Subprojects | Project Area A | Knowledge of Space

The Spatial Knowledge of Young Adults: The Constitution of Online, Offline and Hybrid Spaces

In the first funding period of the CRC, the subproject was able to identify trends in the refiguration of spaces of childhood and adolescence. It became clear that, amid ongoing processes of refiguration, widely used “action space” models no longer adequately describe the lifeworld of young people. Simultaneity and overlaps between different spatial logics increasingly shape young people’s spatial knowledge. In the second funding period, we aim to consolidate our findings on a longitudinal basis. The aim of the second phase is to capture the increasing heterogeneity of adolescent lifeworlds by formulating different types that map the spectrum of adolescent spatial constitutions and thereby reveal different patterns of interweaving spatial figures. The project will moreover investigate the effects of digital mediatization on spatial knowledge. We determine the spatial knowledge of young people on the basis of spatial practices, communicative actions and spatial perceptions.

The subproject’s main research questions are: (i) Which characteristic spatial practices, communicative actions and spatial perceptions shape the spatial knowledge of young people and what are the different types of spatial constitutions that can be inferred from this? (ii) How do young people connect different spatial figures (including territorial space, network space, trajectorial space, and place) in their everyday actions? (iii) Which influencing factors are particularly formative for young people’s spatial knowledge and to what extent does this establish different types of spatial constitutions? Above all, how does digital mediatization (especially smartphone use) shape young people’s spatial knowledge? And to what extent, how, and with what results are spaces constituted as online, offline, and as hybrid, or are spatial orders increasingly hybridized?

With an innovative multi-method approach developed specifically for the project, we aim at a comprehensive perspective that reconstructs the constitution of “online spaces” and “offline spaces” not as separate processes, but as mutually dependent processes that also produce “hybrid spaces”. The methodological design also allows for in-depth insights into the role of materialities (including the shape of concrete places and the meaning of individual artifacts) in young people’s spatial knowledge. The continued comparison between Germany (Berlin) and Peru (Lima) enables the project to determine to what extent global types of spatial constitutions can be made out – in view of (partially) converging (urban) spaces of childhood and youth worldwide as well as the effects of digital mediatization on the spatial knowledge of young people.


Phase 1 (2018-2021)

Education: The Spatial Knowledge of Children and Young Adults and it’s Application in Planning Contexts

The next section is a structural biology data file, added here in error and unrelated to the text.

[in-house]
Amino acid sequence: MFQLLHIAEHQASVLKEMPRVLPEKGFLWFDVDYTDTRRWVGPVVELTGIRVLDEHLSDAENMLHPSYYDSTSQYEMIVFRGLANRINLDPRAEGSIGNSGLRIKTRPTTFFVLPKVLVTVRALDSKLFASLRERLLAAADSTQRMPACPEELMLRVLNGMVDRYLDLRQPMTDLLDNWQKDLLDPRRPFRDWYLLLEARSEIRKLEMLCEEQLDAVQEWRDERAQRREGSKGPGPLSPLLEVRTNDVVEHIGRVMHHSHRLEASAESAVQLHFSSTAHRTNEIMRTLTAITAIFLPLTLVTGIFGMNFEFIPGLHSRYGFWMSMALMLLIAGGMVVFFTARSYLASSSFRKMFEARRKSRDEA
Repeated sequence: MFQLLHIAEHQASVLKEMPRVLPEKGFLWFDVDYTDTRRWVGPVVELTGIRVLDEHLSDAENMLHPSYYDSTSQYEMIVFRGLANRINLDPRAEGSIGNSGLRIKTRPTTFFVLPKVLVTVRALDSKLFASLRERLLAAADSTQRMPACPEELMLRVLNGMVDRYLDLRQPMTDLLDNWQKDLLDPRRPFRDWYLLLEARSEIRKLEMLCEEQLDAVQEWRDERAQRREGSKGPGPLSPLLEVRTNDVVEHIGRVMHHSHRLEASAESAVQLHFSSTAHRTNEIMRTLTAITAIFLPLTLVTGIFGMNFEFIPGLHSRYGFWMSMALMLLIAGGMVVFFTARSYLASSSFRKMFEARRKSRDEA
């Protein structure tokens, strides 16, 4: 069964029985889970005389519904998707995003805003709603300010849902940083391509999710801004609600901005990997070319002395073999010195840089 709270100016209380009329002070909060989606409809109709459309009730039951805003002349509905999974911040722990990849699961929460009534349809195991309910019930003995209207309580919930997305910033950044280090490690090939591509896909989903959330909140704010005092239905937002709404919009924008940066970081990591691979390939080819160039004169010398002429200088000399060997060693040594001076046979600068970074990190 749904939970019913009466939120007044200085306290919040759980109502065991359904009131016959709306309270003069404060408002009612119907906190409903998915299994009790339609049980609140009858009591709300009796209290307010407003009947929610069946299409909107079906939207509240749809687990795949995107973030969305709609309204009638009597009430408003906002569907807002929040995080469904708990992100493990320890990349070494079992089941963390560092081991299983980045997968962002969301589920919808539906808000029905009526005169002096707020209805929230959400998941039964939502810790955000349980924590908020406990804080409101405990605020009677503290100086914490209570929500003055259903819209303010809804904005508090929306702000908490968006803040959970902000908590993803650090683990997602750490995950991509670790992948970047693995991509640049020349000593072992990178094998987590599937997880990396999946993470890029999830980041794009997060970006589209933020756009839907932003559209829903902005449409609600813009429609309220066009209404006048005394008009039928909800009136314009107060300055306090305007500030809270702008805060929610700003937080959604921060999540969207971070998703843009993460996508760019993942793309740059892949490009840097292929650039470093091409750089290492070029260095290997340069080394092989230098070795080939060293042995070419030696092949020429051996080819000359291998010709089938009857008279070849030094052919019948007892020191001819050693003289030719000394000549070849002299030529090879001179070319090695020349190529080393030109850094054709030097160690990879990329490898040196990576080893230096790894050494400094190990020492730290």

The research project addresses the Refiguration of Spaces by both exploring changes in the spatial knowledge of children and adolescents since the 1970s and looking at the constitution of space through its significance to (non-formal) educational processes. Moreover, the research explores how the spatial knowledge of children and youngsters is articulated, collected, processed and eventually implemented within participatory design and planning processes. Methodologically, the project comprises a qualitative meta-analysis of about 60 existing (German-, English- and Spanish-language) studies concerned, in diverse manners, with children and/or young people and their spaces as well as spatialities. To this purpose, an interpretative procedure for synthesizing a large number of different empirical studies has been developed. Further, the qualitative meta-analysis is combined with three empirical case studies on the planning and design of urban (public) spaces in Peru, Colombia and Germany. An integral part of these case studies is a collection of narrative maps children and young people create and in which they represent their everyday spaces.

First results of the qualitative meta-analysis indicate that children and adolescents are increasingly and simultaneously embedded in different (also virtual) spaces, which can follow different spatial logics and be located on different scales. Accordingly, children’s and teenagers’ spatial knowledge evinces a heterogenization and differentiation of the spatial structuring of childhood and adolescence. These preliminary observations can be linked to processes of (digital) mediatization and translocalization through an increasing circulation and mobility. Furthermore, there are traces of an increasing pedagogization of spaces – expressed in their specialized and tailored design – for children and young people. Interestingly, these pedagogized spaces are perceived differently by children and adolescents in different contexts and thereby give rise to different spatial practices.


In our case studies we cooperate with the following planning and architecture offices and initiatives:

Lunárquicos, Fabiola Uribe, Bogotá

CCC – Coordinadora de la Ciudad en Construcción, Javier Vera Cubas, Lima

Urban Catalyst, Berlin

The field research in Latin America is also supported by Jorge Raedó, Osa Menor.